You might not be thinking of job hunting right now, but you might want to consider looking in the not-too-distant future.
According to the OECD’s latest Employment Outlook, 14 per cent of jobs that exist now will disappear in 15 to 20 years, with another 32 per cent to change “radically”, bringing the OECD average to 46 per cent worldwide.
On the home front, this figure is lower. About 36 per cent of jobs in Australia face a significant or high risk of automation, the report said.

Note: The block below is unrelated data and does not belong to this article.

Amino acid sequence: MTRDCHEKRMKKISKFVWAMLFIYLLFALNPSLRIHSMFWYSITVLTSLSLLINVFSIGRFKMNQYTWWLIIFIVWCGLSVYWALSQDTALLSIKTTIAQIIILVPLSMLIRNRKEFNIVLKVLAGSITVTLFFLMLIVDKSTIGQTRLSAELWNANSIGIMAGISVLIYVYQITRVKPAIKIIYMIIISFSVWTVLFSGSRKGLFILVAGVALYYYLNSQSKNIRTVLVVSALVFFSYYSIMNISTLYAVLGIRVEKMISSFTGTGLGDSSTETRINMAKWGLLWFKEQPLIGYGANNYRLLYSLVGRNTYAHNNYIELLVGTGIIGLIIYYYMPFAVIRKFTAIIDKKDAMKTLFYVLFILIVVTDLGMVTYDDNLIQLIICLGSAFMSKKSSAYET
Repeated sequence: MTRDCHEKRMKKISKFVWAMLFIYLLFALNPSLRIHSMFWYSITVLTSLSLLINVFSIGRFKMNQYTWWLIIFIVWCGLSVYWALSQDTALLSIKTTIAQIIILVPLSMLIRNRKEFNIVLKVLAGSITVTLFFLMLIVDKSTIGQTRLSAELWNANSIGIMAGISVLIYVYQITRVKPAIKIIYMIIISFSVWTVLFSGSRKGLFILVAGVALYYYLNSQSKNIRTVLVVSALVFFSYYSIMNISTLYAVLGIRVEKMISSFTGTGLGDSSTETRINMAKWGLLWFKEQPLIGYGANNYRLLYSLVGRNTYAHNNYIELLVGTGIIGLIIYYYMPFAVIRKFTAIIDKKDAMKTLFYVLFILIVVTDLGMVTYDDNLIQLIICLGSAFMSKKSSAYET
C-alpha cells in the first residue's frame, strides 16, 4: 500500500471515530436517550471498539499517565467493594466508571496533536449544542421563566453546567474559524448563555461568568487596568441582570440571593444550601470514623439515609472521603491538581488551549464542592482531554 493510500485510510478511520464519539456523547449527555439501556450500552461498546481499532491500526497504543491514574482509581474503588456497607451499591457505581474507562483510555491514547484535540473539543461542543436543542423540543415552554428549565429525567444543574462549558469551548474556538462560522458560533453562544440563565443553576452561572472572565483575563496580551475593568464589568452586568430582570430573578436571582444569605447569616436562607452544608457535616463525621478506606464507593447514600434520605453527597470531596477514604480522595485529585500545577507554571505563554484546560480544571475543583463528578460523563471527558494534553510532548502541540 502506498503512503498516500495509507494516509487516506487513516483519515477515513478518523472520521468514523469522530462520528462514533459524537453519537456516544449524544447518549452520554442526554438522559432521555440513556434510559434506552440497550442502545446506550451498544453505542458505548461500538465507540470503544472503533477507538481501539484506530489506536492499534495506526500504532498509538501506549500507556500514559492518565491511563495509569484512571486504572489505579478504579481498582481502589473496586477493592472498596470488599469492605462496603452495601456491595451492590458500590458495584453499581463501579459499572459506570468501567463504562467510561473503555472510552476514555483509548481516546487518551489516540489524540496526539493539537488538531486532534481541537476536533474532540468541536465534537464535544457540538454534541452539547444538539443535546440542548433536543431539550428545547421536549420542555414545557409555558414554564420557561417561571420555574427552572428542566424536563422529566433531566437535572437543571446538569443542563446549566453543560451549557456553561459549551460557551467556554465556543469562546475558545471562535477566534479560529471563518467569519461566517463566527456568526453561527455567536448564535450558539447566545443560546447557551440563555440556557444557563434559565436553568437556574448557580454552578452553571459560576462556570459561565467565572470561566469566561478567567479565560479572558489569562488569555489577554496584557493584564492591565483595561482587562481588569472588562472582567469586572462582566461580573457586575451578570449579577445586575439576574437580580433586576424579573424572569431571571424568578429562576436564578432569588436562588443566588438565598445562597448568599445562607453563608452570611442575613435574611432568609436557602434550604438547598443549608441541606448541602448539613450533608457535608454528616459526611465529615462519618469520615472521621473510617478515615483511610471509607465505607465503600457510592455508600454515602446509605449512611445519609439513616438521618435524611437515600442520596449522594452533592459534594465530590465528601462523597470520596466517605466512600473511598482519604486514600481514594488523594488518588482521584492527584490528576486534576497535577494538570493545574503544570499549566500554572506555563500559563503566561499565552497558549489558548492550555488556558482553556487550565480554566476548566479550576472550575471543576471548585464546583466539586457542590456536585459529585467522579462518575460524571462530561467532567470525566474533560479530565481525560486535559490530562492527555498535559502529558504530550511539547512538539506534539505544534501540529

This means Aussies can’t afford to be complacent in their current roles, and that a sizeable number of adults will need to upskill.
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Who is most at risk?
Australia has some of the highest percentages of short or part-time jobs in the world at 13 per cent, with a quarter of the workforce working as casuals.
Not all groups are made equal: young people with less than tertiary education have already been “particularly affected”, while women are at risk.
The probability of well-educated young people going into low-paid jobs has risen since 2006, the OECD report noted.
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